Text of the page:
Hurrah at Last

One hopes Richard Greenberg's nearest and dearest aren't hanging around Orange County, where his new play "Hurrah at Last" is making its world premiere at South Coast Repertory.

One hopes Richard Greenberg’s nearest and dearest aren’t hanging around Orange County, where his new play “Hurrah at Last” is making its world premiere at South Coast Repertory. His bilious and very funny play is a comedy of bad manners, in which a sour, semi-destitute and ailing young writer endures a holiday so hellish it takes him straight from the family hearth to a hospital bed. Who needs diseases when your friends and family are so virulent?

Greenberg’s engagingly bitter anti-hero is Laurie (Peter Frechette), who arrives at his sister’s posh Manhattan loft for a Christmas Eve dinner wrapped in a cocoon of self-pity considerably thicker than his overcoat. His fever may be new, but it’s clear his bad mood isn’t. Laurie’s monologue of dismay at the tremendous financial success of his friend Oliver’s play is met with casual cordiality by his sister Thea (Ileen Getz), who has problems of her own.

She’s having trouble conceiving a child, and the convolutions of infertility treatments are putting a cramp in her marriage to the wealthy Eamon (Gareth Williams). Laurie listens with vague sympathy, but he keeps returning to his primary obsession: money — specifically how much everyone else has. He’s particularly disgusted, of course, with the lucre being minted by that dear friend Oliver, for whose work he has a barely concealed contempt. The icing on the cake is that Oliver has been hired — for a presumably giant sum Laurie is obsessed with discovering — to turn Laurie’s novel into a screenplay.

When Oliver arrives, on the heels of Laurie and Thea’s somewhat generically bickering parents Sumner and Reva (George Coe and Dori Brenner), holiday chaos ensues. As Laurie sinks deeper into illness, Thea comes a little unglued when faced with Oliver’s walking fertility idol of a wife, Gia (Judy Blazer), who’s got one child in her arms and another in her belly. Escaping parental interaction, Laurie flees to the kitchen to confront the irritatingly admiring Oliver, demanding to know how much money he has, and Greenberg skewers with delightful relish the singular truth that people will reveal anything — and everything — other than that.

Greenberg’s writing is elegant and corrosively funny throughout the first act, striking a delightful balance between wit and wickedness. When Oliver sincerely tells Laurie that money doesn’t bring happiness, Laurie retorts, “No, but it upgrades despair.”

But there’s a reflectiveness in the play that is rarely matched in director David Warren’s staging, which puts the accent firmly on the wisecracks. Laurie’s monologues of fatigue and dissatisfaction, for example, are delivered by Frechette like so much shtick, when a little humanity could reveal them to be gently touching without being less funny.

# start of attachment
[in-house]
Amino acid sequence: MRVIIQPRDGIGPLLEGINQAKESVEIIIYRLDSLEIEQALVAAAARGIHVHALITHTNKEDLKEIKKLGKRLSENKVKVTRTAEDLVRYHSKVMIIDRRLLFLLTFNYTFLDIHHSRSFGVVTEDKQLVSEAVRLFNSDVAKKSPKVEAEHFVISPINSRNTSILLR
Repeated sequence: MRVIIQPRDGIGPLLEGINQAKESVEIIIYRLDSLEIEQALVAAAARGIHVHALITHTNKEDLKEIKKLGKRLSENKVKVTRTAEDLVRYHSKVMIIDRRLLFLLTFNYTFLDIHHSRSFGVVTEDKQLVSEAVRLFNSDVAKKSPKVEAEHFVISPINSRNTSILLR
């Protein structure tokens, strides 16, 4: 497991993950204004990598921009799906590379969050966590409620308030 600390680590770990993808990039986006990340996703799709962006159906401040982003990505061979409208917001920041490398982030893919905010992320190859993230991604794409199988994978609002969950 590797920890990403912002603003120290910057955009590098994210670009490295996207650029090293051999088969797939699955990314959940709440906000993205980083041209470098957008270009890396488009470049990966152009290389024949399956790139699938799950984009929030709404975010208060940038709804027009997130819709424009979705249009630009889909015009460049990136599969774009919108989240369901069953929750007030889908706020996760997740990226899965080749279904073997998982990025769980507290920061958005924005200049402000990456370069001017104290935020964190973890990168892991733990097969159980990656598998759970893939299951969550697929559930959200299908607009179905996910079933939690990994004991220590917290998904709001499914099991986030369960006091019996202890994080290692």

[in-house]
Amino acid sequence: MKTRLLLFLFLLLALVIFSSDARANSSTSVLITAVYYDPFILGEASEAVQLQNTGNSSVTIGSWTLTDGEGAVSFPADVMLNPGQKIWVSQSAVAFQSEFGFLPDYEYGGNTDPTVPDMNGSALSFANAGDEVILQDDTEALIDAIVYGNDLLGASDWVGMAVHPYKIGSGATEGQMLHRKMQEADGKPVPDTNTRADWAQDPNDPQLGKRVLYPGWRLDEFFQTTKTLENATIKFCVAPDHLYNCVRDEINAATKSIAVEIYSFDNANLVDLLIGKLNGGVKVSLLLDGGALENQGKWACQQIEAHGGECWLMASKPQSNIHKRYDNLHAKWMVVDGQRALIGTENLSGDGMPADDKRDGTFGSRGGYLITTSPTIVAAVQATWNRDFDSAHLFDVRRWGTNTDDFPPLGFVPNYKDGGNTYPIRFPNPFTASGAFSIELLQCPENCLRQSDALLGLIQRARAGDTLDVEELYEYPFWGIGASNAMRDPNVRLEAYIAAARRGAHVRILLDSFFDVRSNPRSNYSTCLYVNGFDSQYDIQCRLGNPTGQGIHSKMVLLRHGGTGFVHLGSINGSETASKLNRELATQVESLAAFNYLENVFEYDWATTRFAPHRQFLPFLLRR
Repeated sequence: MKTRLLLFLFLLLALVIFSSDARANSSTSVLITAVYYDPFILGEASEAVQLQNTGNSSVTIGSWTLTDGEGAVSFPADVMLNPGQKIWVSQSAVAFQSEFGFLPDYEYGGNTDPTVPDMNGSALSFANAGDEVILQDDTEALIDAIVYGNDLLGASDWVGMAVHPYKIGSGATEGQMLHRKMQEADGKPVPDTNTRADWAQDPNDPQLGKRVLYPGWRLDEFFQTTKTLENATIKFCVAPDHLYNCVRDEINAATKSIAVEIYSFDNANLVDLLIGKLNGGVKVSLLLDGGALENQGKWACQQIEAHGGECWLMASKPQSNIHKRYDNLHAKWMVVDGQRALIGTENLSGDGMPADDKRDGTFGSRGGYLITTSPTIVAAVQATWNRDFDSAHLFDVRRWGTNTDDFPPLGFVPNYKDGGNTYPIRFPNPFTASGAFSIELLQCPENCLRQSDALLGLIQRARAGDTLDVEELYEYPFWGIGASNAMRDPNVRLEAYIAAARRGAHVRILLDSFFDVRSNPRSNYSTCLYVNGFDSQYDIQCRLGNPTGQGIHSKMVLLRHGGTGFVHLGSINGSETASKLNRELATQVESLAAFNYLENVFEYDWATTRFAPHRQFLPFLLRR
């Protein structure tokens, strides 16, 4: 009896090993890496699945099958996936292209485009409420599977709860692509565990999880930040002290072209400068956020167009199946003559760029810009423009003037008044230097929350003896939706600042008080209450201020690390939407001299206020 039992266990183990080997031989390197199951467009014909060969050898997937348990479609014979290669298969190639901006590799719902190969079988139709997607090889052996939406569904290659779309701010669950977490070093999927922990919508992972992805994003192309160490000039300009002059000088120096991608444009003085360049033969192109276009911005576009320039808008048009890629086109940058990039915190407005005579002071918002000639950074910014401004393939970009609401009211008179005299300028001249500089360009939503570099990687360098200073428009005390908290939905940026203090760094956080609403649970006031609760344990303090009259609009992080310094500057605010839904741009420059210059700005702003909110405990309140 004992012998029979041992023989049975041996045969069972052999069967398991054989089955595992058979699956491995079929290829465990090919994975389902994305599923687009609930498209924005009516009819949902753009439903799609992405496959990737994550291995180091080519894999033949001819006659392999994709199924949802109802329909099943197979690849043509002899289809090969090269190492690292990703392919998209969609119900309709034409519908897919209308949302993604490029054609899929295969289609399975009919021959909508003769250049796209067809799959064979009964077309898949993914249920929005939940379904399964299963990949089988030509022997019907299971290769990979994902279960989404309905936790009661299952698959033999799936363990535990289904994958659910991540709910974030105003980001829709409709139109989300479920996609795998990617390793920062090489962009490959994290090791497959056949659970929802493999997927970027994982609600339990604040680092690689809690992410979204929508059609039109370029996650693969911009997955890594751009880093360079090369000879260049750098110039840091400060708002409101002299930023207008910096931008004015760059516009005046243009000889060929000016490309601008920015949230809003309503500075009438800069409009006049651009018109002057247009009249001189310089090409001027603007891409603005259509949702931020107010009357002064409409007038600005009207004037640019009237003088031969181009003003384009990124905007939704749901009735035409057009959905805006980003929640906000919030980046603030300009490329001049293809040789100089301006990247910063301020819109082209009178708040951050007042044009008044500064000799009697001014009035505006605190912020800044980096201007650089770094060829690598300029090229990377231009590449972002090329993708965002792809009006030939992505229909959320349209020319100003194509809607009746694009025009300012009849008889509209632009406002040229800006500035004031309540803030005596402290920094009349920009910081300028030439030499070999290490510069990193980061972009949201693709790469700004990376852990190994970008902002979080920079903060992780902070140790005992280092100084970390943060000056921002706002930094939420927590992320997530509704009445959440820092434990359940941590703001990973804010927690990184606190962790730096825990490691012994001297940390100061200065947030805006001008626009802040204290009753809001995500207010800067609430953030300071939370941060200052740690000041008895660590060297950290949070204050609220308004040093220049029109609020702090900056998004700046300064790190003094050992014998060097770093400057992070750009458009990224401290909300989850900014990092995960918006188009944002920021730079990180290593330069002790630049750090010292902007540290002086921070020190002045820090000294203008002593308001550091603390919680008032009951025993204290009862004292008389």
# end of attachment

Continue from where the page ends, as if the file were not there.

In the second act, protagonist and, alas, playwright are in worse condition. In the hospital with an as yet undiagnosed disease, Laurie is visited by his ostensible loved ones, and the play turns into a sort of fantasia of bile. Eamon blithely says he’s given away all his money after realizing the hate it’s inspired in others; Oliver admits he’s sabotaged Laurie’s movie project; and mom and dad engage in a kind of truth-telling that makes their first-act kvetching seem positively pleasant. Is Laurie delirious, or have the masks of civilized behavior suddenly slipped from everyone’s faces, revealing the monsters underneath?

Greenberg makes allusions to Woody Allen’s “Annie Hall” and “Manhattan,” but it’s Allen’s later, more misanthropic movies the play begins to resemble, as the venom gets thicker and less funny. That it may be fantasy doesn’t make it more pleasant to watch. Eventually the tide of bitterness subsides: Gia, imagined in nurse’s uniform, comes on to sing a lovely Italian ditty, signifying art’s transcendent beauty, presumably, and dad gives the play’s moral summing up: “You should forgive people,” he says with a shrug, after an (imagined?) apology for a lifetime of (imagined?) abuse.

It’s a disappointingly wan and aimless end to a play with a very promising first act. The revelation of “Hurrah at Last” seems to be that people are nasty, but not that nasty. Perhaps so, but is that such a reason to hurrah?

Hurrah at Last

Comedy; South Coast Repertory, Costa Mesa, Calif.; 507 seats; $43 top

  • Production: South Coast Repertory presents a play in two acts by Richard Greenberg. Directed by David Warren.
  • Crew:
  • Cast: Laurie - Peter Frechette Thea - Ileen Getz Eamon - Gareth Williams Oliver - Frederick Weller Gia - Judith Blazer Sumner - George Coe Reva - Dori Brenner Sets, Neil Patel; costumes, Candice Donnelly; lighting, Peter Maradudin; music and sound, John Gromada; dramaturg, Jerry Patch; stage manager, Scott Harrison. South Coast Repertory producing artistic director, David Emmes; artistic director, Martin Benson. Opened, reviewed May 30, 1998. Running time: 2 HOURS.
  • Music By: